Virginia Tech assistant professor Megan Duncan, a media expert whose research focuses on news credibility, political news and digital news audience engagement, says conservative radio talk-show host Rush Limbaugh was “a trendsetter and an extremely polarizing figure” whose talk show ushered in a new generation of people flipping their dial over [to AM radio] from the music stations.”
Duncan said Limbaugh “found success in his career by positioning himself as the alternative to mainstream news and developing relationships with audiences that felt personal – and often offensive. His show sounded nothing like public radio and other news radio shows.”
The conservative talk-show host died Wednesday of lung cancer. He was 70. USA Today reported that his death was confirmed by his wife, Kathryn, at the beginning of Limbaugh’s radio show, from which he had been absent for almost two weeks.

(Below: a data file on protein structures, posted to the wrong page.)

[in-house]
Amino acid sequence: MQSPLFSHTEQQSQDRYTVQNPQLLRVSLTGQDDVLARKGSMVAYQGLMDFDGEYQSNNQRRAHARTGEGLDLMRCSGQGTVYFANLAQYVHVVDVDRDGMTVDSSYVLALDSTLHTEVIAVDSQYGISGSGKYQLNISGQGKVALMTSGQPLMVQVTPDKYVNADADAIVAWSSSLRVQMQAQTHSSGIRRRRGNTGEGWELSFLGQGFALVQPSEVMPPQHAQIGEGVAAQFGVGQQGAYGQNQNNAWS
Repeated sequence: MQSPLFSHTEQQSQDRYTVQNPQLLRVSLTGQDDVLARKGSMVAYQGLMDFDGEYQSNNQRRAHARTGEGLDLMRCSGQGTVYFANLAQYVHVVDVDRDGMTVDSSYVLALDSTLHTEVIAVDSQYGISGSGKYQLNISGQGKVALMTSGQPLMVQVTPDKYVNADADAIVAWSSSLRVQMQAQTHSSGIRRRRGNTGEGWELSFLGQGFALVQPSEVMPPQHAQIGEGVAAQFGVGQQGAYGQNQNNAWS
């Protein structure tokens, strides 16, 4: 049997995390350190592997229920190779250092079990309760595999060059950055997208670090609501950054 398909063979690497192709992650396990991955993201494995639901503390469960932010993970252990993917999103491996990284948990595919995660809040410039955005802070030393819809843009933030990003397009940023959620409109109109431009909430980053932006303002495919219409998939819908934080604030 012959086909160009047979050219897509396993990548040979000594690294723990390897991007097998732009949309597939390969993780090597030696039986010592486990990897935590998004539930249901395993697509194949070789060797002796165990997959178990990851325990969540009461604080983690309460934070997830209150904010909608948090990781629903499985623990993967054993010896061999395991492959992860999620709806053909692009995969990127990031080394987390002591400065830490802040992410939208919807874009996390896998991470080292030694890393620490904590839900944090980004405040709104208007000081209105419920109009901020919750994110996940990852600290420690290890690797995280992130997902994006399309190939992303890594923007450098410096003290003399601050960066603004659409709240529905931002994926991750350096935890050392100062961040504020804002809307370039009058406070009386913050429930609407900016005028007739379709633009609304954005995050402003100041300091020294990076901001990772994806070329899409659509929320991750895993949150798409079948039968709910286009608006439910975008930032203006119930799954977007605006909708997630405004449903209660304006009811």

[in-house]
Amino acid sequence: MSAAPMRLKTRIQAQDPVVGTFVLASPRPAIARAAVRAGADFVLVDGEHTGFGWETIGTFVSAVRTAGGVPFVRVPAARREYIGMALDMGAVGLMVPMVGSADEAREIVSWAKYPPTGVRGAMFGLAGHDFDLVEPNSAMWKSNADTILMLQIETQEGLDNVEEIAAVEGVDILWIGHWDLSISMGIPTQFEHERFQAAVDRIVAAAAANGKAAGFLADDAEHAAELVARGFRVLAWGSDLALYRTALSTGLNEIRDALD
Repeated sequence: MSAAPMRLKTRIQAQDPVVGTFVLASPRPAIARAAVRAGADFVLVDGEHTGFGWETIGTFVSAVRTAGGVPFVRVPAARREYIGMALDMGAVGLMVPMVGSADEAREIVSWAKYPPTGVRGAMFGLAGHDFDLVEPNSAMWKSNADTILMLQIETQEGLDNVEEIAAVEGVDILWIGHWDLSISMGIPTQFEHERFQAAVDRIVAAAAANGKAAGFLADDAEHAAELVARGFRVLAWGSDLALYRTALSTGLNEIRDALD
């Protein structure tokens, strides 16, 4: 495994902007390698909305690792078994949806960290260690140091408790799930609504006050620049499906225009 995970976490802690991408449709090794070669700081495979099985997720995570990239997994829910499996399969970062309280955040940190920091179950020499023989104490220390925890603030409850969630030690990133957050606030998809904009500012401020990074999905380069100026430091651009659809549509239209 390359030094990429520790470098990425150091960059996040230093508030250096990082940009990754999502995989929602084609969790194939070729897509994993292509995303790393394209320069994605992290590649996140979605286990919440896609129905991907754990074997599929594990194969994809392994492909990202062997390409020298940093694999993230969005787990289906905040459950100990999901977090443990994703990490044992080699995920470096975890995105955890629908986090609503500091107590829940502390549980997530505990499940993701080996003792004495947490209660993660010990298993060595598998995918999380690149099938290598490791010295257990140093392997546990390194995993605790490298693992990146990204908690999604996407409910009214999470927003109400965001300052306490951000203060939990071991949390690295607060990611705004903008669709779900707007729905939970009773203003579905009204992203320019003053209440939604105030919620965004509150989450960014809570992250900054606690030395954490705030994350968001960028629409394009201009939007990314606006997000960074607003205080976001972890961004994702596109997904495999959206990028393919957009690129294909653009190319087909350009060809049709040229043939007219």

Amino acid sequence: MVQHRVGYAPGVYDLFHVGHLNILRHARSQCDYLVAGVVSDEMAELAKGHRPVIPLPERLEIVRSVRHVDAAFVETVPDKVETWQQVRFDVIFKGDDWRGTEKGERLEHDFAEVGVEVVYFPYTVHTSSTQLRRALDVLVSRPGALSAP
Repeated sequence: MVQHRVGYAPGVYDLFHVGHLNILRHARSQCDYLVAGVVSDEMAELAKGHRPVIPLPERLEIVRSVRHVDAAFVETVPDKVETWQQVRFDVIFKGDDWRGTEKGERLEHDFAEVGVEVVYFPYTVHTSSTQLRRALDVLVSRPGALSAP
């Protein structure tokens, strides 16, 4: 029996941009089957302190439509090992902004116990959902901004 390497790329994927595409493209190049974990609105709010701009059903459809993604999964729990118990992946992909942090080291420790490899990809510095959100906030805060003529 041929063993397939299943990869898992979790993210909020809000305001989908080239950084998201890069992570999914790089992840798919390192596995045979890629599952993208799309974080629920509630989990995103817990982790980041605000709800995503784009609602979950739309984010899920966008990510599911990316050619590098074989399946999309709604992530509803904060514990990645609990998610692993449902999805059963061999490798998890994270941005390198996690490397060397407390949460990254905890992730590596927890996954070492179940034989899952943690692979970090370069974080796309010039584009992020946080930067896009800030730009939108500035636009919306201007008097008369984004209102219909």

Some media analysts credited him with saving AM radio.
Duncan recognized what a polarizing figure Limbaugh was when she said “regardless of how fact-based my comments on him are, half will think I’m understating his impact on politics and partisan media and the others will think I’m being too soft on his misogyny, racism, and homophobia. He introduced words into the lexicon from “Dittohead” to “soccer mom” to pithy, gross insults. And, their prevalence in kitchen-table conversations spoke to the true power he had to command audiences and influence public opinion.
“I think he’ll most be remembered by his listeners as someone who explained the world of politics in a way that engaged him,” Duncan said. “I think he’ll be remembered by the people who were targeted by his insults and ideological rhetoric as someone who raised the temperature on political bigotry.”